• Online account for help from third parties: Scammers pose as "helpful" third parties and offer to help create an IRS online account for taxpayers in Actually, no help is needed. The online account provides you with valuable tax information, but the third parties who make these offers will try to steal your personal information in this way.

  • Fake charities: Fake charities are a problem that increases every time a crisis or natural disaster occurs. Scammers create these fake organizations to take advantage of the public's generosity. They seek money and personal information that can be used to further exploit victims through identity theft. Taxpayers who give money or assets to a charity can claim a deduction on their federal tax return if they itemize the deductions, but charitable donations only count if they go to a qualifying tax-exempt organization recognized by the IRS.

  • Unscrupulous Tax Return Preparers: Most tax preparers provide exceptional and professional service. However, you should be wary of suspicious tax professionals and watch out for common warning signs. One of the main alerts is when the tax preparer refuses to sign the return. Avoid these "ghost" preparers, who will make a tax return but refuse to sign or include your IRS Tax Preparer Identification Number (PTIN) as required by law. You should never sign a blank or incomplete statement.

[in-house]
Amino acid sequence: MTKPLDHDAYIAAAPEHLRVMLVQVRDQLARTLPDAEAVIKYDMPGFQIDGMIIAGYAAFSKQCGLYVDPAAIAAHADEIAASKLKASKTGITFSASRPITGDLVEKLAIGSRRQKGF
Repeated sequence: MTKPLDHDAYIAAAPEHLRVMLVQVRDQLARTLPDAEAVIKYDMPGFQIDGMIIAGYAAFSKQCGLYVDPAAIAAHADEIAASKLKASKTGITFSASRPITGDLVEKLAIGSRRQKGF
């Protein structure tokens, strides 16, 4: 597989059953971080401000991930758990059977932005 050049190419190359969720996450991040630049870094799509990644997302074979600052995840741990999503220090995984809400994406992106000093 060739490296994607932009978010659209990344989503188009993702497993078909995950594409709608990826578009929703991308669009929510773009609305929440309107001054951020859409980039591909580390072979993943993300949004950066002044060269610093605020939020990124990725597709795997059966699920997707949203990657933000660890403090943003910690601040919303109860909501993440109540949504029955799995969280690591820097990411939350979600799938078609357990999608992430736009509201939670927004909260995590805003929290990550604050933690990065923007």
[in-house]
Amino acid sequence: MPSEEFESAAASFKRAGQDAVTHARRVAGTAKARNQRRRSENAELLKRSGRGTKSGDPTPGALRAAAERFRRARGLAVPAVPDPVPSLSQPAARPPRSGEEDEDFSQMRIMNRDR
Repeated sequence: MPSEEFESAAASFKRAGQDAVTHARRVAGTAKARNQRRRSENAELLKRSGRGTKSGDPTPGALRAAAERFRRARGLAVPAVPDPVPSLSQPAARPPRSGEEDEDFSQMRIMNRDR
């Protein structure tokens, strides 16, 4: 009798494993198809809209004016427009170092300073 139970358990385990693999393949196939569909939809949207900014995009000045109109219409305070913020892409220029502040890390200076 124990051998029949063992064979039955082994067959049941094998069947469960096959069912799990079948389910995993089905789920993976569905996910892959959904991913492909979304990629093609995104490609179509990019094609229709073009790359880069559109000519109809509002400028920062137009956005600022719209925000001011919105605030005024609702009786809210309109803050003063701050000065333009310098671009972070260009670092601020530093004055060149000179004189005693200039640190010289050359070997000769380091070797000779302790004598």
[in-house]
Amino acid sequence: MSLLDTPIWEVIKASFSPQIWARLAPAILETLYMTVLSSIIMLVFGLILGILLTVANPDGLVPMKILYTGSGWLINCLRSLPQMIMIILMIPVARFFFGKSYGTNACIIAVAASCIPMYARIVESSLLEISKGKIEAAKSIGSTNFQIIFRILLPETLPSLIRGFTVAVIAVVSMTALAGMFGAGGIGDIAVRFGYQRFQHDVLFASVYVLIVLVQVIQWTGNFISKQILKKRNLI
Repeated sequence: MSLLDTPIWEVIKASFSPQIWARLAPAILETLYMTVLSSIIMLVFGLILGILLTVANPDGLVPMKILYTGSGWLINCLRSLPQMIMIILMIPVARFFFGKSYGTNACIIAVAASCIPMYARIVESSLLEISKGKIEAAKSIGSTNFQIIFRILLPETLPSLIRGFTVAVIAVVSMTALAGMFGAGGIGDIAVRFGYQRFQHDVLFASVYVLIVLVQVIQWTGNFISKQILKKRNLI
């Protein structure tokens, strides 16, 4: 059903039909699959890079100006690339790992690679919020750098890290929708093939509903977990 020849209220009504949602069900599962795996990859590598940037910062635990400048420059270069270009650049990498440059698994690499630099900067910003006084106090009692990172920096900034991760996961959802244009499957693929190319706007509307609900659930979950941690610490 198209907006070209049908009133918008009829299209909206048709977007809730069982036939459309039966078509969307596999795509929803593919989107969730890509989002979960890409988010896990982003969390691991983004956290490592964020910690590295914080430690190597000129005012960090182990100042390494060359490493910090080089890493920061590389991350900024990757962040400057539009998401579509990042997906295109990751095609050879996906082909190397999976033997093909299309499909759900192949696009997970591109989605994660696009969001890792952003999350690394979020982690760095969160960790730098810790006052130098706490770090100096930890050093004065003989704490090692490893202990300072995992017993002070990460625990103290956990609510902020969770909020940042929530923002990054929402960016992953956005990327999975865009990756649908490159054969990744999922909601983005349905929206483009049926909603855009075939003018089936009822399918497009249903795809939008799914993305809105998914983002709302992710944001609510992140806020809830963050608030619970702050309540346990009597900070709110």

• Social media: Social media can circulate inaccurate or misleading tax information. This may include, for example, common tax documents such as Form W-2 or less popular ones such as Form 8944. While the latter is real, it is intended for a very limited specialized group. Both scams encourage people to submit false and inaccurate information in hopes of getting a refund.

Don't be a victim, help stop fraud and scams by trusting reputable tax professionals.


2 - How can I use the magic of depreciation to avoid paying taxes?

What is depreciation and what are Section 179 and additional depreciation?

Depreciation is an accounting concept that allows companies to spread the cost of assets over their useful life. It is a valuable tool for businesses as it allows them to write off the cost of an asset over time, reducing their taxable income in the process.

Section 179 and additional depreciation are two types of depreciation that businesses can use to maximize their tax savings.

Section 179 allows businesses to deduct the total purchase price of qualifying equipment or software purchased during the fiscal year. This deduction is available for both new and used equipment and through it, businesses can invest in new technology and equipment without worrying about paying taxes on it. This makes it easier for companies to remain competitive, as they can invest in the latest technology without having major financial implications.